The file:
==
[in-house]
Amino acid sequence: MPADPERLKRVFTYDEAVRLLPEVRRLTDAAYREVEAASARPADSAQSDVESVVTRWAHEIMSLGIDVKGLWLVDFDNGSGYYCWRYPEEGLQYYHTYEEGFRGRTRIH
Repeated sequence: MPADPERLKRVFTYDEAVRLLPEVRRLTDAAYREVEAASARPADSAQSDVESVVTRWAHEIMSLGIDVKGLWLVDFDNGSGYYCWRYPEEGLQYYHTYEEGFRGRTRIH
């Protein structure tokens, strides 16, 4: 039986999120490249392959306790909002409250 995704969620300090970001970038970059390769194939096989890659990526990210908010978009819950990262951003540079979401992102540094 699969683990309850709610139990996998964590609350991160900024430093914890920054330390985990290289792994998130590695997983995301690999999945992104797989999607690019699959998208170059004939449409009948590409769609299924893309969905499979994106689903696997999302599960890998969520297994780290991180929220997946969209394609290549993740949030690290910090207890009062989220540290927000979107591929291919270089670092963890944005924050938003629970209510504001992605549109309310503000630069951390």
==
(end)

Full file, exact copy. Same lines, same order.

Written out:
[in-house]
Amino acid sequence: MPADPERLKRVFTYDEAVRLLPEVRRLTDAAYREVEAASARPADSAQSDVESVVTRWAHEIMSLGIDVKGLWLVDFDNGSGYYCWRYPEEGLQYYHTYEEGFRGRTRIH
Repeated sequence: MPADPERLKRVFTYDEAVRLLPEVRRLTDAAYREVEAASARPADSAQSDVESVVTRWAHEIMSLGIDVKGLWLVDFDNGSGYYCWRYPEEGLQYYHTYEEGFRGRTRIH
């Protein structure tokens, strides 16, 4: 039986999120490249392959306790909002409250 995704969620300090970001970038970059390769194939096989890659990526990210908010978009819950990262951003540079979401992102540094 699969683990309850709610139990996998964590609350991160900024430093914890920054330390985990290289792994998130590695997983995301690999999945992104797989999607690019699959998208170059004939449409009948590409769609299924893309969905499979994106689903696997999302599960890998969520297994780290991180929220997946969209394609290549993740949030690290910090207890009062989220540290927000979107591929291919270089670092963890944005924050938003629970209510504001992605549109309310503000630069951390």